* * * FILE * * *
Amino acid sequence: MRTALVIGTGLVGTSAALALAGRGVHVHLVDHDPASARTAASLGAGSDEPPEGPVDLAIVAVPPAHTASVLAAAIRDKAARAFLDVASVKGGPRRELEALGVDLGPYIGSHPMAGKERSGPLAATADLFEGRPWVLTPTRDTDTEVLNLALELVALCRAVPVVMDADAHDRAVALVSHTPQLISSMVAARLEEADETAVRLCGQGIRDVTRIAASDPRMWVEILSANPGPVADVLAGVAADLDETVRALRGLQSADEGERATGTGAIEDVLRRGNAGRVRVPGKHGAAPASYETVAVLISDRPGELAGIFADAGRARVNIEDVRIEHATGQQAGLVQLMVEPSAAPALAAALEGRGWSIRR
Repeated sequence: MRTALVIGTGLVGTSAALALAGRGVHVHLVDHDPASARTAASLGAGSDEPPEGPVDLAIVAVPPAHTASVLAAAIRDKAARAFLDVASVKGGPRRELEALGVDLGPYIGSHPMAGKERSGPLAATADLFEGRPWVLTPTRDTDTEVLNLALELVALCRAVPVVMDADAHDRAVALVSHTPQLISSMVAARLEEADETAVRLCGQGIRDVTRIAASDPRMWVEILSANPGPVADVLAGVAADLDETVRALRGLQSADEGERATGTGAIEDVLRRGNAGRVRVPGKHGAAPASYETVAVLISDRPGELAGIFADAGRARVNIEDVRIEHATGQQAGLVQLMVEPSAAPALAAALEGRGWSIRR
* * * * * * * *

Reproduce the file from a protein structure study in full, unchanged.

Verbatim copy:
Amino acid sequence: MRTALVIGTGLVGTSAALALAGRGVHVHLVDHDPASARTAASLGAGSDEPPEGPVDLAIVAVPPAHTASVLAAAIRDKAARAFLDVASVKGGPRRELEALGVDLGPYIGSHPMAGKERSGPLAATADLFEGRPWVLTPTRDTDTEVLNLALELVALCRAVPVVMDADAHDRAVALVSHTPQLISSMVAARLEEADETAVRLCGQGIRDVTRIAASDPRMWVEILSANPGPVADVLAGVAADLDETVRALRGLQSADEGERATGTGAIEDVLRRGNAGRVRVPGKHGAAPASYETVAVLISDRPGELAGIFADAGRARVNIEDVRIEHATGQQAGLVQLMVEPSAAPALAAALEGRGWSIRR
Repeated sequence: MRTALVIGTGLVGTSAALALAGRGVHVHLVDHDPASARTAASLGAGSDEPPEGPVDLAIVAVPPAHTASVLAAAIRDKAARAFLDVASVKGGPRRELEALGVDLGPYIGSHPMAGKERSGPLAATADLFEGRPWVLTPTRDTDTEVLNLALELVALCRAVPVVMDADAHDRAVALVSHTPQLISSMVAARLEEADETAVRLCGQGIRDVTRIAASDPRMWVEILSANPGPVADVLAGVAADLDETVRALRGLQSADEGERATGTGAIEDVLRRGNAGRVRVPGKHGAAPASYETVAVLISDRPGELAGIFADAGRARVNIEDVRIEHATGQQAGLVQLMVEPSAAPALAAALEGRGWSIRR